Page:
Jill Bolte Taylor's Stroke of Insight

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Sunday, April 28, 2013

Flying Lessons


Struggle.
Don't think for a moment that
you weren't born for this.
Struggle to bear up the canvas of this cumbersome life
feathered and scarred, weighty with the ache of bone.
This craft was meant for flight
but plunges earthward
in a dangerous dance with gravity; haul
on the ropes and pulleys, pray for wind
feed it slack then muscle in some tension
and keep the lovely cursed thing aloft.
You must. Do you see that blackness
on the horizon?
It is coming for you--but only there
can be found the silver lining
only there can you learn to fly.

Like Icarus, you have boundaries
that others impose; like him, you are alone
and must remember, always remember
that to reach too high--to soar the heights that beckon you
and bathe you in golden light--
this is death; exhilarating, enticing, maddening, glorious death.
No, you must struggle. You will never make peace
with the darkness, never know the silver lining
unless you struggle.
You will never learn to fly
unless you learn to stay alive.  Death
is a prize you must earn;
these others will teach you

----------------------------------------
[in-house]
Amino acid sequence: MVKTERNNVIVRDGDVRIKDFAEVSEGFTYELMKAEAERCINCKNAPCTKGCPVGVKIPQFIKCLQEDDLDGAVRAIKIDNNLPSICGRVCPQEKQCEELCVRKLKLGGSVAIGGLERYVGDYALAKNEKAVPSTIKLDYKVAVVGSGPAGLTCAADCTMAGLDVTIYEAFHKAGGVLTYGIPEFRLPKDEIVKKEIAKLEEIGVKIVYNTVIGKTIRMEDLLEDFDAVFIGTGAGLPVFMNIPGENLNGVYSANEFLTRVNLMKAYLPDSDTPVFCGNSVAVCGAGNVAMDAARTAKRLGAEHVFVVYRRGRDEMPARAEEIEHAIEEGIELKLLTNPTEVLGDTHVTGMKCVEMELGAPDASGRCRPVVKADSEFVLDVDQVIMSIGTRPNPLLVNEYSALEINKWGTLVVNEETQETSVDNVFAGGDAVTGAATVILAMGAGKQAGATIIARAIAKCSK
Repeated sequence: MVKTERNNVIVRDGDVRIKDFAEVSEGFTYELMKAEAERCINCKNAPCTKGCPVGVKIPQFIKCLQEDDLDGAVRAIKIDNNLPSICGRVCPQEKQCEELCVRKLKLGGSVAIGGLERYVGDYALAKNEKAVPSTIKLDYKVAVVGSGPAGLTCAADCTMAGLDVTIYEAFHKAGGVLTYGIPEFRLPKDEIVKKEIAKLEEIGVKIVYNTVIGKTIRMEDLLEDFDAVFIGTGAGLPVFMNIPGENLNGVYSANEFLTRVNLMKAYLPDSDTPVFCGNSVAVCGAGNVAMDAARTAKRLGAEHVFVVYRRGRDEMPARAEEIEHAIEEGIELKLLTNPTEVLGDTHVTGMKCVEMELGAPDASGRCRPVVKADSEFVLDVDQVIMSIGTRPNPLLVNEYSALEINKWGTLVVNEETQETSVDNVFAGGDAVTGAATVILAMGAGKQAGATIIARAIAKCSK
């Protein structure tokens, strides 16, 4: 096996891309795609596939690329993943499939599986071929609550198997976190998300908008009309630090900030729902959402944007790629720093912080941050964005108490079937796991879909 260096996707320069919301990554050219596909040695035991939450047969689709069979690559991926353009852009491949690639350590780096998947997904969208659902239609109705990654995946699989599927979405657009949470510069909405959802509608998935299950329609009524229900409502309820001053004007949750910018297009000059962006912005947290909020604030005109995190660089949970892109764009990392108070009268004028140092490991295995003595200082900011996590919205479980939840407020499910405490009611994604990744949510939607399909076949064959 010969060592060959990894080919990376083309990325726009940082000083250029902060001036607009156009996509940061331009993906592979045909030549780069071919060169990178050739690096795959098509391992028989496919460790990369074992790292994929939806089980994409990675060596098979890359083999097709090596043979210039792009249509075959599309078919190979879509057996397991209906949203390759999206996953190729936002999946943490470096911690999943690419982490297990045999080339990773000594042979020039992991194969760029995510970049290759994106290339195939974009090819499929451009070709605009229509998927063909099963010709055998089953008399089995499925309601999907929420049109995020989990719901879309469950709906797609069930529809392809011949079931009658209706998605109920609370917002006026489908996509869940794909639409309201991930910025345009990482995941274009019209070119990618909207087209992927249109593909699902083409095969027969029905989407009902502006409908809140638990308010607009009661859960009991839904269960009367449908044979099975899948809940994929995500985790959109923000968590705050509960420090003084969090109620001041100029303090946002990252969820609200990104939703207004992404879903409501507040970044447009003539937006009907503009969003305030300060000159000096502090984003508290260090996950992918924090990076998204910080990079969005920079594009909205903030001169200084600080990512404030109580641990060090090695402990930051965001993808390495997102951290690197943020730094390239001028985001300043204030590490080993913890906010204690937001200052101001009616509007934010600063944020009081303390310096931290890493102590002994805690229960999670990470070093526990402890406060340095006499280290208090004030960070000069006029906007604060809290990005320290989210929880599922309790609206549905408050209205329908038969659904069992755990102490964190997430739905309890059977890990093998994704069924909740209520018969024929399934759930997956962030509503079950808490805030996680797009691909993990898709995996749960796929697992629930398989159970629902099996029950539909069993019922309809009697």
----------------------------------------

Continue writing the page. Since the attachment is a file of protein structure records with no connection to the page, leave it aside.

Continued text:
they will tell you what to eat and when
what not to drink and why
what pills to take and which drugs to avoid
they will give you a bedtime and you must sleep then;
and all of these are flying instructions.

For you must fly this craft--
doesn't matter if you fly it well
but the thing needs a pilot and
if it isn't you
it will be these other people
and you will wish to the bottom of yourself
that you hadn't let go of the controls.
Because you'll want that silver lining.
You will want that black cloud.
You will want to live there,
because it is yours, it is your home, your life
your unwieldy craft to fly
your scarred skin, your heavy aching bones,
your brain that plays tricks on itself
and yet brings you in for a landing, one day,
with the sun still overhead, untouched,
and you here on earth, scorched but alive.
Come home, Icarus. Let your feet
touch the earth, for a time
before you seek the sky again.



KB © 4/27/2013

1 comment:

  1. we all take on part-time co-pilots, keeping them on as per their cleverness, wisdom, experience, even sense of humor and overall attractiveness

    his father Daedelus led the way, the middle way, but intoxication was his literal downfall

    can one enjoy the journey without unnecessarily dangerous attempts to "heighten" the experience

    old pilots, bold pilots, but no bold old pilots

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